NEW YORK (CBSNewYork) — She made history by becoming the first woman to anchor the evening news solo, and Thursday evening Katie Couric sat in the anchor’s chair for the last time.
As part of her May 19 departure, Couric interviewed Secretary of State Hillary Clinton and filed her final “Notebook” feature for CBSNews.com.READ MORE: Suspect's Parents Charged After Deadly Shooting At Michigan High School
Couric ended her last newscast saying “Thank you so much for coming along with me on this incredible journey.”
Couric got off to a great start. Her first Evening News broadcast generated more than 13 million viewers — the highest ratings for the show since 1998. It was also the first evening newscast to be broadcast simultaneously online and on the radio.
In 2008, Couric won the Edward R. Murrow award for best newscast. However, the initial ratings success wouldn’t last and Evening News consistently found itself in third place. Some wondered if Couric could hold her own against her male counterparts.READ MORE: Columbia University Student Davide Giri Stabbed To Death Near Morningside Park; Suspected Gang Member In Custody, Sources Say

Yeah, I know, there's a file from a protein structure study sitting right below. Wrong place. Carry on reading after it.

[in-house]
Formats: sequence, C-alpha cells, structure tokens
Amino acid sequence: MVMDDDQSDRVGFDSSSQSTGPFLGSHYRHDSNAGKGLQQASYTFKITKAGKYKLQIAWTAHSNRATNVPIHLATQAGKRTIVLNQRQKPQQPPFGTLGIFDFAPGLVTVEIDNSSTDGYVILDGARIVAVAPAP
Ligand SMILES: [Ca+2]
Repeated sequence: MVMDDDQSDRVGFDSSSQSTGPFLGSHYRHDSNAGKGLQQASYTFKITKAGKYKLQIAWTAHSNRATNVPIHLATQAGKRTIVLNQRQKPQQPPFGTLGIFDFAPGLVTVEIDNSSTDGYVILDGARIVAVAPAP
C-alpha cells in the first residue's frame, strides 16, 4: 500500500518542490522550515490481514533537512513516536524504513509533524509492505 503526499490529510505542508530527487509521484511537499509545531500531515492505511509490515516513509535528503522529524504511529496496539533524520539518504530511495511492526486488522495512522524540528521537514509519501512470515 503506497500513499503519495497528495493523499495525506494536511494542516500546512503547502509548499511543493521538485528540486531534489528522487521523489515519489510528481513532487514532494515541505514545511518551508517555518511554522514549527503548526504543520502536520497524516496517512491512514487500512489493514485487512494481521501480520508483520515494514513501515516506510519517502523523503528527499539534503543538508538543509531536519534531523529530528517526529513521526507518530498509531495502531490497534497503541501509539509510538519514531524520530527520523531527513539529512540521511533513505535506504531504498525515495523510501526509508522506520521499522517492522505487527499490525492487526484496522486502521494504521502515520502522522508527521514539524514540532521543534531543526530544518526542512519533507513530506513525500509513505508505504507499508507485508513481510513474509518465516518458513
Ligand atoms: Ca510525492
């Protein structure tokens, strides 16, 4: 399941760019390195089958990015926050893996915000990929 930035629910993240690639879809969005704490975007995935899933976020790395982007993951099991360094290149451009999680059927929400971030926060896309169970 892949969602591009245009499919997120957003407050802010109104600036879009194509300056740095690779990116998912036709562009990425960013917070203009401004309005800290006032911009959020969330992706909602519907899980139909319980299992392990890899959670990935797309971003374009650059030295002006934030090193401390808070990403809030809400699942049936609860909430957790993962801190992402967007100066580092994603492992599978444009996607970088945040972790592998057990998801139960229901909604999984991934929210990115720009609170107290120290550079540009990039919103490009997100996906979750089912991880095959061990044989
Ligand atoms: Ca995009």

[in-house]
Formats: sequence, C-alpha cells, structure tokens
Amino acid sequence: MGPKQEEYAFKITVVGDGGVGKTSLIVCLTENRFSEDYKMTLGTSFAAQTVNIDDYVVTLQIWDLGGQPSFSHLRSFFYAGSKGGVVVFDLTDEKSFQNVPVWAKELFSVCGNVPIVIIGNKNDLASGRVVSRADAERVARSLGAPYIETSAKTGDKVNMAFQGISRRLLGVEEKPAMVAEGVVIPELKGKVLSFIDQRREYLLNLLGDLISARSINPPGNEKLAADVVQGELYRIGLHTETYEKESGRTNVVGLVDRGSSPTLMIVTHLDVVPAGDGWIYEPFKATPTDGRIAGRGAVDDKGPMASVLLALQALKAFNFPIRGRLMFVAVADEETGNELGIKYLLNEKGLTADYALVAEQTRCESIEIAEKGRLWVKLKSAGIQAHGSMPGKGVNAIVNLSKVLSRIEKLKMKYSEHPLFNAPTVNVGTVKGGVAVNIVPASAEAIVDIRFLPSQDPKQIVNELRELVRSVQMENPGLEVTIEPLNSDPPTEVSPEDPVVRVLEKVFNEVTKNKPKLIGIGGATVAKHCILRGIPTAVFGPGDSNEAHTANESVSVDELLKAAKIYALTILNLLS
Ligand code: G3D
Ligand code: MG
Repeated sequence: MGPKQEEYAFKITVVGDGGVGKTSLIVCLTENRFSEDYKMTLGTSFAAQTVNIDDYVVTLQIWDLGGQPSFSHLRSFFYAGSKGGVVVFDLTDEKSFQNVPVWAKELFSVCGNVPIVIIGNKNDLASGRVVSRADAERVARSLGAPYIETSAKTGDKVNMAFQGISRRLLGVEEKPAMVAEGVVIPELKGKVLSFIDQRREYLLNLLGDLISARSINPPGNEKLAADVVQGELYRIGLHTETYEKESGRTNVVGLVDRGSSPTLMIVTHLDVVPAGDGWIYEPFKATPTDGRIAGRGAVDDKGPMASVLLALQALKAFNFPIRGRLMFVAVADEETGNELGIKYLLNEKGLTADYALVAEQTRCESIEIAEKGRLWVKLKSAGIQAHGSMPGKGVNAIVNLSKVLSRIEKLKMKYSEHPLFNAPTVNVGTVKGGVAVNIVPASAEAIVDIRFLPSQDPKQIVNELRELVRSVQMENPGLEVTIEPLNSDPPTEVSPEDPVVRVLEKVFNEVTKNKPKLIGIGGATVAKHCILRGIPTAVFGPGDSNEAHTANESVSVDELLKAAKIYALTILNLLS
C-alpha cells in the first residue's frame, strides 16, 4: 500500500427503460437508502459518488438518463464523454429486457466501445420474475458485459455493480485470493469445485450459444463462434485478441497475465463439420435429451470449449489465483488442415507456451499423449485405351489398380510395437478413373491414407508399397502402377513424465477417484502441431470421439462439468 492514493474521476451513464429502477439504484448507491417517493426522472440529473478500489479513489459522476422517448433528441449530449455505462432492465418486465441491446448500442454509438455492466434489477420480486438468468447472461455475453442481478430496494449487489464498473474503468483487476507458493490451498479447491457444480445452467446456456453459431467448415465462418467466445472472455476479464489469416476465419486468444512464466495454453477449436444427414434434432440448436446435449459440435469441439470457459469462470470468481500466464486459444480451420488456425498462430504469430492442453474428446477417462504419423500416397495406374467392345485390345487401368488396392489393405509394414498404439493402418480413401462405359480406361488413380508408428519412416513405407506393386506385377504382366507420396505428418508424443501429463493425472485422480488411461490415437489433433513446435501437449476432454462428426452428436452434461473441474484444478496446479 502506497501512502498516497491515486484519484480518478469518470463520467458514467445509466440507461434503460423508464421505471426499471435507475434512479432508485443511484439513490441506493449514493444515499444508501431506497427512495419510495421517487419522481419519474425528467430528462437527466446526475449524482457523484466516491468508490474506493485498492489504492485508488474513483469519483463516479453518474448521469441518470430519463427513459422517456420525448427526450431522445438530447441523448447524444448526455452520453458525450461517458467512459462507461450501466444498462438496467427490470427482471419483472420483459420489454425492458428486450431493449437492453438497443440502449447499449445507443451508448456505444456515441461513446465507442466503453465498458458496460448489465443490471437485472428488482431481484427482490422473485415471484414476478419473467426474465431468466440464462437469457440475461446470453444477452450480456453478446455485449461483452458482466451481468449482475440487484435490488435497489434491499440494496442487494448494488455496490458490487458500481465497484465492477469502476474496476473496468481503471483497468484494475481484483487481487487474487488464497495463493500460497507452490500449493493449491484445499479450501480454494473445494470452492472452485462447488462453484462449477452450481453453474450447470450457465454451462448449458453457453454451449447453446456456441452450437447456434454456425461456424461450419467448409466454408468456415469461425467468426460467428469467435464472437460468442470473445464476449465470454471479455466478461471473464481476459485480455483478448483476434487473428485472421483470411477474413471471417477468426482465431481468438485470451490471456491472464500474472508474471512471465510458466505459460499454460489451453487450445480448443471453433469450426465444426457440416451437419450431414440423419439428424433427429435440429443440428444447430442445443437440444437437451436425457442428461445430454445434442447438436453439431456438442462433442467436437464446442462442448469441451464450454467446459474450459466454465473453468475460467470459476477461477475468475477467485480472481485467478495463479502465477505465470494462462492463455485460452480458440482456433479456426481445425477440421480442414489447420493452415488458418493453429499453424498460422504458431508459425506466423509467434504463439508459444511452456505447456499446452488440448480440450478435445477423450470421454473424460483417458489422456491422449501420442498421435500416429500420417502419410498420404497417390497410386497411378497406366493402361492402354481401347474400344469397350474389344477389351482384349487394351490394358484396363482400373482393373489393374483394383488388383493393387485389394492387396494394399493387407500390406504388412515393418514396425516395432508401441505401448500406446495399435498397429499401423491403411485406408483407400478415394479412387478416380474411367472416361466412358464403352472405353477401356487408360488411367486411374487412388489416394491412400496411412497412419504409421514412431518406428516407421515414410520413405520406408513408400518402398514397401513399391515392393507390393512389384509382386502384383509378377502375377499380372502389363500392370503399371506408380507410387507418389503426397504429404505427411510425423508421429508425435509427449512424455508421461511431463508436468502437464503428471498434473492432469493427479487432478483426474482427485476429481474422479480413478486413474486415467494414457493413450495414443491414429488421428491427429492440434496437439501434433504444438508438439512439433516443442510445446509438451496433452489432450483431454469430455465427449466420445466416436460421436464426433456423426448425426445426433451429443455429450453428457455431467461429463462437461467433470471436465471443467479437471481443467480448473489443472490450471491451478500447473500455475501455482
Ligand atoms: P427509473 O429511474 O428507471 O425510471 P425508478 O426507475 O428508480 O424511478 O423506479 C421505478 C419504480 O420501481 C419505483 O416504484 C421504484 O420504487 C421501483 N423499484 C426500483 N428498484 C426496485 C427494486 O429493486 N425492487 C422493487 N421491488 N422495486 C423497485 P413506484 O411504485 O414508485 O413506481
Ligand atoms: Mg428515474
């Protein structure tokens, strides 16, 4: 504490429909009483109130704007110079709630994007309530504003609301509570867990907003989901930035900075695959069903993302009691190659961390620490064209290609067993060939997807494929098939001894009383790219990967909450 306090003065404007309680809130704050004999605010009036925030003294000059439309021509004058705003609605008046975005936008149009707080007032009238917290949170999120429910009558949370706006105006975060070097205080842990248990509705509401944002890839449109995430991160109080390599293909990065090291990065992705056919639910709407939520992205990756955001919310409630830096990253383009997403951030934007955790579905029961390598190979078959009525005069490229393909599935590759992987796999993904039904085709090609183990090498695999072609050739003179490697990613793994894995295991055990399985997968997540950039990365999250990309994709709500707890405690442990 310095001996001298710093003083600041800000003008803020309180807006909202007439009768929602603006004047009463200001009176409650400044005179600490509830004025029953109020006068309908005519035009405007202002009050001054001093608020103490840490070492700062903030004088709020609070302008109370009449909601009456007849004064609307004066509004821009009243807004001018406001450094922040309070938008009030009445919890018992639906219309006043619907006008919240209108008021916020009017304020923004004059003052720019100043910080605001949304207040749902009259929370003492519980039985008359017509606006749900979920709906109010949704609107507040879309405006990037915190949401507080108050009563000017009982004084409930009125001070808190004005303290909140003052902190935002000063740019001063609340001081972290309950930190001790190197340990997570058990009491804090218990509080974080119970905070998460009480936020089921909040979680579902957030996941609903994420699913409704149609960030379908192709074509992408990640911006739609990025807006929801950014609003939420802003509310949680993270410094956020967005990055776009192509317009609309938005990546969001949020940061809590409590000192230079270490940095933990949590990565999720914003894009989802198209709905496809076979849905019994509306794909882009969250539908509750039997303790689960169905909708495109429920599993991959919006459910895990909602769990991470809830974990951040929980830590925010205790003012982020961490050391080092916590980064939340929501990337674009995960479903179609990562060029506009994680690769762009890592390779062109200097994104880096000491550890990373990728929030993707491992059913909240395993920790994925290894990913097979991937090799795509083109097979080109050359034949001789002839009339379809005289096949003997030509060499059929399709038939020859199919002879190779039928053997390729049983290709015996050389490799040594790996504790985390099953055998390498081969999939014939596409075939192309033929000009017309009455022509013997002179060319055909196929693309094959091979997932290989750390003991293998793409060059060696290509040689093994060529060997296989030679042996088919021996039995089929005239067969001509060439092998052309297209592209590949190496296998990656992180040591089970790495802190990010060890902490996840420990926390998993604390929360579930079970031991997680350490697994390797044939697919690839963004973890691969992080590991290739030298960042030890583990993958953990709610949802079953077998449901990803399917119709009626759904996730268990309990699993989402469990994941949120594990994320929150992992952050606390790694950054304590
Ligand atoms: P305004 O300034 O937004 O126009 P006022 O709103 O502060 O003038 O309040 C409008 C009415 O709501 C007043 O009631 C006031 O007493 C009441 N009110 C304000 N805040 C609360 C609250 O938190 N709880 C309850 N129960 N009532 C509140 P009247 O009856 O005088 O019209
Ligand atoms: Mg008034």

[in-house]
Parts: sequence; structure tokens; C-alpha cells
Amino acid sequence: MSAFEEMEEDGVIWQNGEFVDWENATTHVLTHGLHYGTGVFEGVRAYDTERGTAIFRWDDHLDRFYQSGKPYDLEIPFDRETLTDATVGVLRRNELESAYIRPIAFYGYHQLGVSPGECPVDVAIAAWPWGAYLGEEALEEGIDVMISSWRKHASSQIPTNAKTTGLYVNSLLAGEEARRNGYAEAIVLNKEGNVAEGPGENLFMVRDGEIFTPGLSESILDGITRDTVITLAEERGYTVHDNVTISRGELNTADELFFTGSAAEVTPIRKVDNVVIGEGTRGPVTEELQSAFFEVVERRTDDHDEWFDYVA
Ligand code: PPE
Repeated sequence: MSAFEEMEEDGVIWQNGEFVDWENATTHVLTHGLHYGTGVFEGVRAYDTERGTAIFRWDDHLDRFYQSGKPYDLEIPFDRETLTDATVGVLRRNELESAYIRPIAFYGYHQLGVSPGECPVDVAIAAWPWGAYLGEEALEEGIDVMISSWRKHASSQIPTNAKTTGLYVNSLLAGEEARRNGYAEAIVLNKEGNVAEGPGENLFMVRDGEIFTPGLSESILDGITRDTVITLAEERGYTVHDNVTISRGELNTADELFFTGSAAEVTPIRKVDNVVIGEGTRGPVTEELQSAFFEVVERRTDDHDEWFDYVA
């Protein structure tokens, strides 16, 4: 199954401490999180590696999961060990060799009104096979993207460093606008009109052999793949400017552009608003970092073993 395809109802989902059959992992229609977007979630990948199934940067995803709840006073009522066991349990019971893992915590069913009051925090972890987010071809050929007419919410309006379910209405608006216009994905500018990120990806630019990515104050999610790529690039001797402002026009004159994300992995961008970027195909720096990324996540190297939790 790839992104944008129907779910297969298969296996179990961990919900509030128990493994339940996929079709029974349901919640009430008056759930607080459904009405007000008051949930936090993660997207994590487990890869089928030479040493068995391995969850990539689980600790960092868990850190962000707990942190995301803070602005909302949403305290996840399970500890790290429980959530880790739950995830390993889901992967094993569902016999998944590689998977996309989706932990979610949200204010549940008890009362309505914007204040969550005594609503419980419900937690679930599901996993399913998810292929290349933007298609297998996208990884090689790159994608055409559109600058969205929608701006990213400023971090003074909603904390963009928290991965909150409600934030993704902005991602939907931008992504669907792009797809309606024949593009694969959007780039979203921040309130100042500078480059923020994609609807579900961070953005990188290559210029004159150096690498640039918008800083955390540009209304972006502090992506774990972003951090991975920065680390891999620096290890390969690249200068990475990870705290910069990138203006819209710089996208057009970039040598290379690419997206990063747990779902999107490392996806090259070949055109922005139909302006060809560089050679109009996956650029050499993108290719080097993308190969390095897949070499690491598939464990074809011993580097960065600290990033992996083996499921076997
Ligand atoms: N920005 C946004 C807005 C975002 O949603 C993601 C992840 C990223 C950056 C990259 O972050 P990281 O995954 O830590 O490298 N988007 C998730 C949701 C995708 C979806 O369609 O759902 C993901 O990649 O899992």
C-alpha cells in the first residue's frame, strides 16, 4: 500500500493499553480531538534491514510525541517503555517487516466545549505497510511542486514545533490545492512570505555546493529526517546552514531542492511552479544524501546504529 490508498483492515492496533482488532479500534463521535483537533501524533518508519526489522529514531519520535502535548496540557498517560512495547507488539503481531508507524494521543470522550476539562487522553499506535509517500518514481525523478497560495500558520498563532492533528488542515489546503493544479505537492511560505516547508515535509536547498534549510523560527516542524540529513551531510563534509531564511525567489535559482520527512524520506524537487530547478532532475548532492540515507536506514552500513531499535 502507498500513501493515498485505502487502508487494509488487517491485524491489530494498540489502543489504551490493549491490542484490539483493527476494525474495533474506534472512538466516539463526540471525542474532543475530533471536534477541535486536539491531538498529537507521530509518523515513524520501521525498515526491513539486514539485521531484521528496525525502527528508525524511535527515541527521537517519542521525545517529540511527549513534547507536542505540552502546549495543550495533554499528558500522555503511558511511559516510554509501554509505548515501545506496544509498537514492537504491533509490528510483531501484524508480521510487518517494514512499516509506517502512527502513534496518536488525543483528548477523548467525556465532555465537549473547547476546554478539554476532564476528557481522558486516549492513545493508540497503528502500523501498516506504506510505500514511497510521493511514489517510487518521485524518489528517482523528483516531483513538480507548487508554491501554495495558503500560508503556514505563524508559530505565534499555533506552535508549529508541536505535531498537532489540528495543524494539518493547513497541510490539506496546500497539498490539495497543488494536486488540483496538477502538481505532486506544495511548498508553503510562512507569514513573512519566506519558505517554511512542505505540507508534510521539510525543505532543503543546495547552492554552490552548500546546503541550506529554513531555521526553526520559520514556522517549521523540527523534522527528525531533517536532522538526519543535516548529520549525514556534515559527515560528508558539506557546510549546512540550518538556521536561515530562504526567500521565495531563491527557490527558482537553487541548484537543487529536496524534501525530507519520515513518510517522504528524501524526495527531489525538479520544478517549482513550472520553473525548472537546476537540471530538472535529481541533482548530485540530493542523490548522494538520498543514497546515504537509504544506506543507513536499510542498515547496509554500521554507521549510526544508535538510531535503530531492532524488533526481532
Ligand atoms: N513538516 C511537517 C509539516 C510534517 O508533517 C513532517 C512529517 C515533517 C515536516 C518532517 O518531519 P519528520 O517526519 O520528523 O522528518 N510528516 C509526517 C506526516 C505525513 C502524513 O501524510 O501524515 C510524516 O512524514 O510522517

That perception changed when she conducted a series of exclusive interviews with then Vice Presidential Candidate Sarah Palin in September 2008. The initial 40-minute session aired September 24 and 25.
Couric’s hard-hitting questions on the emergency economic bailout and foreign-policy appeared to be too much for Palin, whose answers became the talk of the campaign and fodder for many, including Tina Fey and Amy Poehler who lampooned the interview on Saturday Night Live.
The interviews were a ratings success for Evening News and also went viral online–generating more than 10 million views on YouTube. Following the interviews, Palin criticized Couric and the media for the way they portrayed her.
In 2009, Couric was given the Walter Cronkite Award for her “extraordinary, persistent and detailed multi-part interviews with Republican vice-presidential Candidate Sarah Palin.” In fact, judges called Couric’s interviews a “defining moment in the 2008 presidential campaign.”MORE NEWS: FDNY Probationary Firefighter Vincent Malveaux Dies After Medical Episode During Training Exercise
Scott Pelley will take over as anchor on June 6.